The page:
Mr. Walsh continued: “The size of the building, that’s really a zoning issue…. This is consistent with the zoning for that site.” He added, “What you use the design guidelines… to design the project in a way that minimizes the impacts… They gradually stepped it back.”
But, while Judge McAdam heard this argument, he ultimately rejected it.
In his ruling he stated that “the FAR like the designation of the site as an opportunity site does not change or satisfy the fundamental planning policy that the project must be a transition from the Core Commercial Area to the Old East Davis neighborhood.”
He adds, “All of the necessary zoning amendments for the project must be consistent with the fundamental policies set forth in the general plan and the CASP.”
The city and developer were unhappy with the outcome.
“The ruling in this case is perplexing and runs contrary to the standard of law that applies to decisions by local jurisdictions,” said Mike Webb, City Manager, City of Davis in a statement released by the city late on Friday.
Judge McAdam acknowledged that the proper standard of review here was “abuse of discretion.” He wrote, “Under this standard, the Court must defer to the factual findings on consistency of the City unless no reasonable person could have reached the same conclusion on the evidence before it.”
The city clearly saw this ruling as contradicting its land use authority and the standard of review.
“The ruling is a disappointing setback that undermines the authority of city officials to make difficult and complicated, local, land-use decisions,” said Dan Carson, Davis City Councilmember.
He added, “It’s ironic that while state officials are threatening to take away transportation money from cities that don’t build enough housing, courts within the state are hindering our efforts to do so. Hopefully, if the City appeals, a higher court will restore local control, so we can build the community we want and address our housing needs.”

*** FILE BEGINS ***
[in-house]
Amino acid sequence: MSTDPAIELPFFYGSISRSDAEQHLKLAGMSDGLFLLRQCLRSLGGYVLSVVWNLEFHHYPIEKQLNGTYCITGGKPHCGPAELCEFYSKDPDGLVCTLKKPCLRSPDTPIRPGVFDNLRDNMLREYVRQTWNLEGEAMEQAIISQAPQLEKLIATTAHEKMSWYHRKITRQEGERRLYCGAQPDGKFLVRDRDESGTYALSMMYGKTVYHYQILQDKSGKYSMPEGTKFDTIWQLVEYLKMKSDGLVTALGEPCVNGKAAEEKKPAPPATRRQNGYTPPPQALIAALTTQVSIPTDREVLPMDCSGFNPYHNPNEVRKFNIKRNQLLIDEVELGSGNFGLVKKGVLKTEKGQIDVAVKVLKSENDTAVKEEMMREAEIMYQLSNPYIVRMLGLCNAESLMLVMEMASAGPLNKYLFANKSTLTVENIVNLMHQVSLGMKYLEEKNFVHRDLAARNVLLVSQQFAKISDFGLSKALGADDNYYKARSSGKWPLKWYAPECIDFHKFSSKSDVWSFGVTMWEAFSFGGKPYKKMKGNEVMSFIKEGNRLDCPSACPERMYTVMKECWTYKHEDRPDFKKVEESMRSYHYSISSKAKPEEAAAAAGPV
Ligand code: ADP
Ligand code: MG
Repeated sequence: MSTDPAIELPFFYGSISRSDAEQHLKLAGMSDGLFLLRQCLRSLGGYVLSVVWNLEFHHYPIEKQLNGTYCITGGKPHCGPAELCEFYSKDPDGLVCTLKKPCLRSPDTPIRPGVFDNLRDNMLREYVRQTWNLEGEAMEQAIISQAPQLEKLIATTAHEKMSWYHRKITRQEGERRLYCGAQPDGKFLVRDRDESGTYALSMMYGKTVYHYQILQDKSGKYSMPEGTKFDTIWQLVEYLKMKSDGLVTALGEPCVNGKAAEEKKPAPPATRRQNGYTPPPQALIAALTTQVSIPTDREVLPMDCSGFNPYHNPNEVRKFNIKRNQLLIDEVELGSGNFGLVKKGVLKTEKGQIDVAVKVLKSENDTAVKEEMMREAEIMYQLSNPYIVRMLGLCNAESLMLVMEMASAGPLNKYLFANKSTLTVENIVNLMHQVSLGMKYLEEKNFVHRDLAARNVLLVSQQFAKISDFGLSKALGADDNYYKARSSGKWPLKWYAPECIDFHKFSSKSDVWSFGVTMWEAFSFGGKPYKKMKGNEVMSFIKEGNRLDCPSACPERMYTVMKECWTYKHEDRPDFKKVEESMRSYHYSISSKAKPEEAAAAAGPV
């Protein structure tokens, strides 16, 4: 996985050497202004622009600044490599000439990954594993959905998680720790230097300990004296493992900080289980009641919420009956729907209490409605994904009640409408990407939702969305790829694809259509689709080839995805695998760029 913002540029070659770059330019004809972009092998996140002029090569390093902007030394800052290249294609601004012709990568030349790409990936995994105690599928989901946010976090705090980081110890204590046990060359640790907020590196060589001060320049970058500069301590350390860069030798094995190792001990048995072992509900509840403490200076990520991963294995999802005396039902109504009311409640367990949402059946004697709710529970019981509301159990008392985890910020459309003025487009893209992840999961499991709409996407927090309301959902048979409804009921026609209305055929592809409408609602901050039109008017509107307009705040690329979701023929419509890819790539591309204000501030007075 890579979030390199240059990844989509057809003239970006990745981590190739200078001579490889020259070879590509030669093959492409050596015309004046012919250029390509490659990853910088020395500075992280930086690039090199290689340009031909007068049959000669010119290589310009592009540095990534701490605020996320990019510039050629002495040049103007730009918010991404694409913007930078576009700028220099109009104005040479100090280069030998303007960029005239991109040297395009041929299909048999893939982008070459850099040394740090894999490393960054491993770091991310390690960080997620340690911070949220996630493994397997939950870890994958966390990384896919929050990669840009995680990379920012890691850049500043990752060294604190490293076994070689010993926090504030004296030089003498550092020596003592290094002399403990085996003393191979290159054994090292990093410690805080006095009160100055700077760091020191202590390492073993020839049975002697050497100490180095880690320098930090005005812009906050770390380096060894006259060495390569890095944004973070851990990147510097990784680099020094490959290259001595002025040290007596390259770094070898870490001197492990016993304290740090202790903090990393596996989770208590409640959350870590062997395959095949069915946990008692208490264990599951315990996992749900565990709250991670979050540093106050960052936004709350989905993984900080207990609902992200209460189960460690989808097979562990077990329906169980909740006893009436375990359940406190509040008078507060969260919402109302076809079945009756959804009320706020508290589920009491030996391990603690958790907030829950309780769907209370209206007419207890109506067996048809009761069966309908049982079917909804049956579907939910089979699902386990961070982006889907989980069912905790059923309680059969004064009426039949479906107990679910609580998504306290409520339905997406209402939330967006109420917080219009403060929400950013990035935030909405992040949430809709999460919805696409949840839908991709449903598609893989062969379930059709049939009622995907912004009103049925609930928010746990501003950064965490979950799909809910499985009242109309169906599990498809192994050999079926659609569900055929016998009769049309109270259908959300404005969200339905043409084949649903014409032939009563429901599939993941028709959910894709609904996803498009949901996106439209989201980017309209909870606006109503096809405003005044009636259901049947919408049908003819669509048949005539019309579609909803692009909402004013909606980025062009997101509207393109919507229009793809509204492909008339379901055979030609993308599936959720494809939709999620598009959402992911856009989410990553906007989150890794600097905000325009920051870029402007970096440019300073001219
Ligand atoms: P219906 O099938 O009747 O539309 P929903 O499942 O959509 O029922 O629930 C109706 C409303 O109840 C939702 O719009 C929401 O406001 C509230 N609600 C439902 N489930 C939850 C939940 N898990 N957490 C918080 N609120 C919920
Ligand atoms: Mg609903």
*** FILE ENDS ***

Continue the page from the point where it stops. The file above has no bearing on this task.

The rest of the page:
“Although I voted against the Trackside project, I believe the City Council does have discretion to decide as it did on this development issue,” said Davis Mayor Brett Lee. “I am surprised that the court felt otherwise.”
Kemble K. Pope, a managing member of Trackside, LLC, said, “We are disappointed in this result, but we remain committed to this project that provides much-needed, environmentally friendly, infill housing and modern commercial spaces for local businesses in the core of our community.”
Late on Saturday, the Old East Davis Neighborhood Association sent the Vanguard a comment.
They said, “The Old East Davis Neighborhood Association is grateful that the Court conducted a thorough review of the administrative record and made a well-considered decision. The Court was unusually diligent, in that the Parties were brought together for a second hearing to ensure that all relevant aspects of the case were presented.
The group added, “It was never the neighborhood’s intention to prevent redevelopment of this site. We support infill. In a Davis Enterprise Op Ed on Sept 24, 2017, we showed that the Trackside proposal could be downscaled to fit within neighborhood Design Guidelines and City zoning. The Court’s ruling is a good outcome that could lead to a well-designed, transitional building that is consistent with Davis’ land use policies.”
—David M. Greenwald reporting
Edit: Story updated to include a statement from the Old East Davis Neighborhood Association